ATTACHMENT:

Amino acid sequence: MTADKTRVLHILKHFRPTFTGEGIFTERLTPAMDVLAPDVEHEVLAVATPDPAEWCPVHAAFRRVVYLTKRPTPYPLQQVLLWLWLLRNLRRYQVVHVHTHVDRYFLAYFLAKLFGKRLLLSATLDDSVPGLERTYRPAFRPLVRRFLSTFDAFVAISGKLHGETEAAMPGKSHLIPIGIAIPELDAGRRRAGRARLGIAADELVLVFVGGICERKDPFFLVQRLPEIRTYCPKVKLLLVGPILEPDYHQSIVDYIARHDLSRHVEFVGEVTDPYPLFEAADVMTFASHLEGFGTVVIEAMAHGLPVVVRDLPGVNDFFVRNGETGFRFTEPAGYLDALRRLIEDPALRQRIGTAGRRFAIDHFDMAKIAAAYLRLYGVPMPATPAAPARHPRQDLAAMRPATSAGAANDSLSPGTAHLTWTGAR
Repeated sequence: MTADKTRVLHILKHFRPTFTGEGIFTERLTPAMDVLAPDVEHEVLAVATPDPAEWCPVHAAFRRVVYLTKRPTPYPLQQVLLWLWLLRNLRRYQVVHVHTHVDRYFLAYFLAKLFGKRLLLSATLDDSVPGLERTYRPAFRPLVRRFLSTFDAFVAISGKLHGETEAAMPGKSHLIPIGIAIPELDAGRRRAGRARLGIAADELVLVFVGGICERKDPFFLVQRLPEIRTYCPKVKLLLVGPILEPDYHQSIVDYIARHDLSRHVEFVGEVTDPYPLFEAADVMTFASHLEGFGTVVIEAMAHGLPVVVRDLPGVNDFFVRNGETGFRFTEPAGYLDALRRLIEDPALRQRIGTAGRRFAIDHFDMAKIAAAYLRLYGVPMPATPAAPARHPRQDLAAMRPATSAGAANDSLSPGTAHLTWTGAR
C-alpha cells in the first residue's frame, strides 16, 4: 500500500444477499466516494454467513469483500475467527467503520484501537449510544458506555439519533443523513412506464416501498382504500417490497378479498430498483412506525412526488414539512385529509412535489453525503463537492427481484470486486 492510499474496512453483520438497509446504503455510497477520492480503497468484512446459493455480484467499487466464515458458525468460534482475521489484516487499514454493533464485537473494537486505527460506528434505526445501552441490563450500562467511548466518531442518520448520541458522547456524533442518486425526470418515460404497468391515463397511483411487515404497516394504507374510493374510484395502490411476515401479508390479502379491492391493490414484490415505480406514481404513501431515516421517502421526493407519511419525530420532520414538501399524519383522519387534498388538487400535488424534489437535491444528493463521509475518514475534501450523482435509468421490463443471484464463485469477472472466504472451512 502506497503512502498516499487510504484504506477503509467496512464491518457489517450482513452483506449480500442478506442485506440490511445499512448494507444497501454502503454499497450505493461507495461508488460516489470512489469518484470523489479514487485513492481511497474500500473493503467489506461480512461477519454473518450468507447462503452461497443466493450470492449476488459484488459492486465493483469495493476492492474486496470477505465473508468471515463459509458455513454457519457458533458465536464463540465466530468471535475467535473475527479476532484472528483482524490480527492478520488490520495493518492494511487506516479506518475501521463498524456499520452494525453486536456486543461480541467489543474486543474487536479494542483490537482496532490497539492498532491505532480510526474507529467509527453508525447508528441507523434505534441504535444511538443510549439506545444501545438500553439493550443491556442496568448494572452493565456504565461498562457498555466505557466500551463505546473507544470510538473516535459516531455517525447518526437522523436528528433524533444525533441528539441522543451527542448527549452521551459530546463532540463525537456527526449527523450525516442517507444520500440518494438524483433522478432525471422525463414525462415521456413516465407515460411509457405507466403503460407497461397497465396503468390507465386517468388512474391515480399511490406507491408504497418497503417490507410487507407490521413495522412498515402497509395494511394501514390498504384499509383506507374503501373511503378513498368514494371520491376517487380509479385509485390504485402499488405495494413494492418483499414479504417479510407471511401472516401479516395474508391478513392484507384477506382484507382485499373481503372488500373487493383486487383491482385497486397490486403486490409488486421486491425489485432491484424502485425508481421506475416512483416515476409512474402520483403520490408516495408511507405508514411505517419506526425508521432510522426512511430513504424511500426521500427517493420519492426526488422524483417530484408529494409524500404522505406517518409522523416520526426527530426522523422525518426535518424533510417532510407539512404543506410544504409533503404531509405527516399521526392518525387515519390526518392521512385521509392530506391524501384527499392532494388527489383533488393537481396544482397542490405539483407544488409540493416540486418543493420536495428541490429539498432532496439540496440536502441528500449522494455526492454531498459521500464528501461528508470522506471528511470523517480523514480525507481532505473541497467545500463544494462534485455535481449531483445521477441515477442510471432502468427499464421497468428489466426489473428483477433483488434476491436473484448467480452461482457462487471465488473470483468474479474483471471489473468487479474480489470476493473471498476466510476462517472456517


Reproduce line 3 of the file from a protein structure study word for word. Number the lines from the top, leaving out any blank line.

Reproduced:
C-alpha cells in the first residue's frame, strides 16, 4: 500500500444477499466516494454467513469483500475467527467503520484501537449510544458506555439519533443523513412506464416501498382504500417490497378479498430498483412506525412526488414539512385529509412535489453525503463537492427481484470486486 492510499474496512453483520438497509446504503455510497477520492480503497468484512446459493455480484467499487466464515458458525468460534482475521489484516487499514454493533464485537473494537486505527460506528434505526445501552441490563450500562467511548466518531442518520448520541458522547456524533442518486425526470418515460404497468391515463397511483411487515404497516394504507374510493374510484395502490411476515401479508390479502379491492391493490414484490415505480406514481404513501431515516421517502421526493407519511419525530420532520414538501399524519383522519387534498388538487400535488424534489437535491444528493463521509475518514475534501450523482435509468421490463443471484464463485469477472472466504472451512 502506497503512502498516499487510504484504506477503509467496512464491518457489517450482513452483506449480500442478506442485506440490511445499512448494507444497501454502503454499497450505493461507495461508488460516489470512489469518484470523489479514487485513492481511497474500500473493503467489506461480512461477519454473518450468507447462503452461497443466493450470492449476488459484488459492486465493483469495493476492492474486496470477505465473508468471515463459509458455513454457519457458533458465536464463540465466530468471535475467535473475527479476532484472528483482524490480527492478520488490520495493518492494511487506516479506518475501521463498524456499520452494525453486536456486543461480541467489543474486543474487536479494542483490537482496532490497539492498532491505532480510526474507529467509527453508525447508528441507523434505534441504535444511538443510549439506545444501545438500553439493550443491556442496568448494572452493565456504565461498562457498555466505557466500551463505546473507544470510538473516535459516531455517525447518526437522523436528528433524533444525533441528539441522543451527542448527549452521551459530546463532540463525537456527526449527523450525516442517507444520500440518494438524483433522478432525471422525463414525462415521456413516465407515460411509457405507466403503460407497461397497465396503468390507465386517468388512474391515480399511490406507491408504497418497503417490507410487507407490521413495522412498515402497509395494511394501514390498504384499509383506507374503501373511503378513498368514494371520491376517487380509479385509485390504485402499488405495494413494492418483499414479504417479510407471511401472516401479516395474508391478513392484507384477506382484507382485499373481503372488500373487493383486487383491482385497486397490486403486490409488486421486491425489485432491484424502485425508481421506475416512483416515476409512474402520483403520490408516495408511507405508514411505517419506526425508521432510522426512511430513504424511500426521500427517493420519492426526488422524483417530484408529494409524500404522505406517518409522523416520526426527530426522523422525518426535518424533510417532510407539512404543506410544504409533503404531509405527516399521526392518525387515519390526518392521512385521509392530506391524501384527499392532494388527489383533488393537481396544482397542490405539483407544488409540493416540486418543493420536495428541490429539498432532496439540496440536502441528500449522494455526492454531498459521500464528501461528508470522506471528511470523517480523514480525507481532505473541497467545500463544494462534485455535481449531483445521477441515477442510471432502468427499464421497468428489466426489473428483477433483488434476491436473484448467480452461482457462487471465488473470483468474479474483471471489473468487479474480489470476493473471498476466510476462517472456517